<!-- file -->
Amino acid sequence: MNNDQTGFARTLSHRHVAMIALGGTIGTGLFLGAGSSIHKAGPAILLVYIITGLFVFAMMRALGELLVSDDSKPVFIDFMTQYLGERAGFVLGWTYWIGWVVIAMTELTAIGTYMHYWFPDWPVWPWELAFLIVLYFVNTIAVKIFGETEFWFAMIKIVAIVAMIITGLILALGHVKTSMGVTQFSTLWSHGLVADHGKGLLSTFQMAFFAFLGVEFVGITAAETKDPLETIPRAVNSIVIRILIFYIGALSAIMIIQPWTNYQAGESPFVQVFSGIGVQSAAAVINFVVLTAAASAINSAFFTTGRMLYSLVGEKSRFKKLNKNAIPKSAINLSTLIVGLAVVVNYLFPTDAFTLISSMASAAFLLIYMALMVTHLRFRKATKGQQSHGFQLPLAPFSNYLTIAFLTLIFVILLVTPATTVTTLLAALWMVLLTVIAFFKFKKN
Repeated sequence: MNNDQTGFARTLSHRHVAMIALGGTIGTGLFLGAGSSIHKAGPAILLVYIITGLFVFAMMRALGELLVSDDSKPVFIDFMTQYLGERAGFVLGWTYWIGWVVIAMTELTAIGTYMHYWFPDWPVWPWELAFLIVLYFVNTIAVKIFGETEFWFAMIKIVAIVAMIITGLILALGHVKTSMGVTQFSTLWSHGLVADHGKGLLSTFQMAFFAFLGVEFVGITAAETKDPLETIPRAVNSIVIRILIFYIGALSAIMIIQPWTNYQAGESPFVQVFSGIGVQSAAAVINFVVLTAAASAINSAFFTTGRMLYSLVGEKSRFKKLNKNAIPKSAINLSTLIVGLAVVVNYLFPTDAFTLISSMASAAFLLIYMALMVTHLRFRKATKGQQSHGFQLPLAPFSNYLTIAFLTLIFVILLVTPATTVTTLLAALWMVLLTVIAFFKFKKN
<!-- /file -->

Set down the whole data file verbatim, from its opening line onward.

Amino acid sequence: MNNDQTGFARTLSHRHVAMIALGGTIGTGLFLGAGSSIHKAGPAILLVYIITGLFVFAMMRALGELLVSDDSKPVFIDFMTQYLGERAGFVLGWTYWIGWVVIAMTELTAIGTYMHYWFPDWPVWPWELAFLIVLYFVNTIAVKIFGETEFWFAMIKIVAIVAMIITGLILALGHVKTSMGVTQFSTLWSHGLVADHGKGLLSTFQMAFFAFLGVEFVGITAAETKDPLETIPRAVNSIVIRILIFYIGALSAIMIIQPWTNYQAGESPFVQVFSGIGVQSAAAVINFVVLTAAASAINSAFFTTGRMLYSLVGEKSRFKKLNKNAIPKSAINLSTLIVGLAVVVNYLFPTDAFTLISSMASAAFLLIYMALMVTHLRFRKATKGQQSHGFQLPLAPFSNYLTIAFLTLIFVILLVTPATTVTTLLAALWMVLLTVIAFFKFKKN
Repeated sequence: MNNDQTGFARTLSHRHVAMIALGGTIGTGLFLGAGSSIHKAGPAILLVYIITGLFVFAMMRALGELLVSDDSKPVFIDFMTQYLGERAGFVLGWTYWIGWVVIAMTELTAIGTYMHYWFPDWPVWPWELAFLIVLYFVNTIAVKIFGETEFWFAMIKIVAIVAMIITGLILALGHVKTSMGVTQFSTLWSHGLVADHGKGLLSTFQMAFFAFLGVEFVGITAAETKDPLETIPRAVNSIVIRILIFYIGALSAIMIIQPWTNYQAGESPFVQVFSGIGVQSAAAVINFVVLTAAASAINSAFFTTGRMLYSLVGEKSRFKKLNKNAIPKSAINLSTLIVGLAVVVNYLFPTDAFTLISSMASAAFLLIYMALMVTHLRFRKATKGQQSHGFQLPLAPFSNYLTIAFLTLIFVILLVTPATTVTTLLAALWMVLLTVIAFFKFKKN